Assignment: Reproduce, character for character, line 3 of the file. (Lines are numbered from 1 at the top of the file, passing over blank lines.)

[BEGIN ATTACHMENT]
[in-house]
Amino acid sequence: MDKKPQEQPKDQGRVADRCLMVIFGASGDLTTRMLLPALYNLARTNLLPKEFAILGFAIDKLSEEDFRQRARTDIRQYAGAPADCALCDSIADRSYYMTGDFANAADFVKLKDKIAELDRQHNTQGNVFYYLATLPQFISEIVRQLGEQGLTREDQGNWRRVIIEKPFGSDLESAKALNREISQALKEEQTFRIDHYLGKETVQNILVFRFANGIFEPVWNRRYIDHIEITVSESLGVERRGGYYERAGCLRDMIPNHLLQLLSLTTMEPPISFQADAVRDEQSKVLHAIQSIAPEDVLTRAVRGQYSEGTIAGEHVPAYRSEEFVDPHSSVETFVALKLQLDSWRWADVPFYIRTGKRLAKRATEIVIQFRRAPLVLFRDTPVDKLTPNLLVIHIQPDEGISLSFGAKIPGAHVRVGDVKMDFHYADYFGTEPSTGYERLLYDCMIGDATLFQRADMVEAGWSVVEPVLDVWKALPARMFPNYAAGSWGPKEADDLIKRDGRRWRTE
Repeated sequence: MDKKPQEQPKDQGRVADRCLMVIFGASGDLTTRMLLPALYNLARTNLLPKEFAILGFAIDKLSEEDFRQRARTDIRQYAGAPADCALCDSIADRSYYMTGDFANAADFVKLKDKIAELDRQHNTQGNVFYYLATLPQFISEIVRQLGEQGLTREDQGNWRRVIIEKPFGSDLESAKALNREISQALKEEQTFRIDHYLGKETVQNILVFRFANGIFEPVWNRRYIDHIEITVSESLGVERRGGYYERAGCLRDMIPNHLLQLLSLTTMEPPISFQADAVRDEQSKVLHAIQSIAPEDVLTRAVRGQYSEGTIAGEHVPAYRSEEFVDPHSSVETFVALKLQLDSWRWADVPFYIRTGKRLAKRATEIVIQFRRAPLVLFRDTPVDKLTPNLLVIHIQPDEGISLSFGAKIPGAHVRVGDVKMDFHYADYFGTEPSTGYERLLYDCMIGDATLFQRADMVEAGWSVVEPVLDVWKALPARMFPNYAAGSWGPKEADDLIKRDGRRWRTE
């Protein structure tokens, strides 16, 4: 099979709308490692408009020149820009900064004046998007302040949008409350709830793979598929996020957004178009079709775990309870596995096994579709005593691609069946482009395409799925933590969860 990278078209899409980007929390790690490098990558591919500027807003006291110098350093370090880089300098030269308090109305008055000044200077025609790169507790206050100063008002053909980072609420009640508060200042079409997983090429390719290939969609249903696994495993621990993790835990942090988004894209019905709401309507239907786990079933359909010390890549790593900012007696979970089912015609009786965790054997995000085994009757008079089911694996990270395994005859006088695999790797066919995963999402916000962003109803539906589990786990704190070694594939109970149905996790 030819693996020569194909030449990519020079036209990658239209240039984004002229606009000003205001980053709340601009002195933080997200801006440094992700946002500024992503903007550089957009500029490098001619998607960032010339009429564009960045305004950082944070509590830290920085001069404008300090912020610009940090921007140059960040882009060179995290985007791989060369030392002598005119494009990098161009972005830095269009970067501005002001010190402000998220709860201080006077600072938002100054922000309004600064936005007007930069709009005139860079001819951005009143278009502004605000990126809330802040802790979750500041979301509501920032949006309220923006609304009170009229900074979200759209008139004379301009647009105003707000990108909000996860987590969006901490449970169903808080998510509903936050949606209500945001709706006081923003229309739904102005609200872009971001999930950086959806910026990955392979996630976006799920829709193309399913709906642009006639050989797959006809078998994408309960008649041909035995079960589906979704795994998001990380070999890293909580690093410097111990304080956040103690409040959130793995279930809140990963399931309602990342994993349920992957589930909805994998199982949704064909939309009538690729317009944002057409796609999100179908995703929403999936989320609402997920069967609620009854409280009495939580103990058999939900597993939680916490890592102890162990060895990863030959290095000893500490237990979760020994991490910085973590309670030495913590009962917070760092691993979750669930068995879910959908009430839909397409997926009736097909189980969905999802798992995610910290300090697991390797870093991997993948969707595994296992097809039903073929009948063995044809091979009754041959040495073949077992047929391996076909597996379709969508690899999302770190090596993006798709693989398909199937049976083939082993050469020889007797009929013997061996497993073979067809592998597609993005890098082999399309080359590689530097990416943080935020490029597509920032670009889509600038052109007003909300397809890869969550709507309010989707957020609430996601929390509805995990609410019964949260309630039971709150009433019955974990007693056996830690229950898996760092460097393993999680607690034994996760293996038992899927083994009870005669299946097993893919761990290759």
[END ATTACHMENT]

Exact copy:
Repeated sequence: MDKKPQEQPKDQGRVADRCLMVIFGASGDLTTRMLLPALYNLARTNLLPKEFAILGFAIDKLSEEDFRQRARTDIRQYAGAPADCALCDSIADRSYYMTGDFANAADFVKLKDKIAELDRQHNTQGNVFYYLATLPQFISEIVRQLGEQGLTREDQGNWRRVIIEKPFGSDLESAKALNREISQALKEEQTFRIDHYLGKETVQNILVFRFANGIFEPVWNRRYIDHIEITVSESLGVERRGGYYERAGCLRDMIPNHLLQLLSLTTMEPPISFQADAVRDEQSKVLHAIQSIAPEDVLTRAVRGQYSEGTIAGEHVPAYRSEEFVDPHSSVETFVALKLQLDSWRWADVPFYIRTGKRLAKRATEIVIQFRRAPLVLFRDTPVDKLTPNLLVIHIQPDEGISLSFGAKIPGAHVRVGDVKMDFHYADYFGTEPSTGYERLLYDCMIGDATLFQRADMVEAGWSVVEPVLDVWKALPARMFPNYAAGSWGPKEADDLIKRDGRRWRTE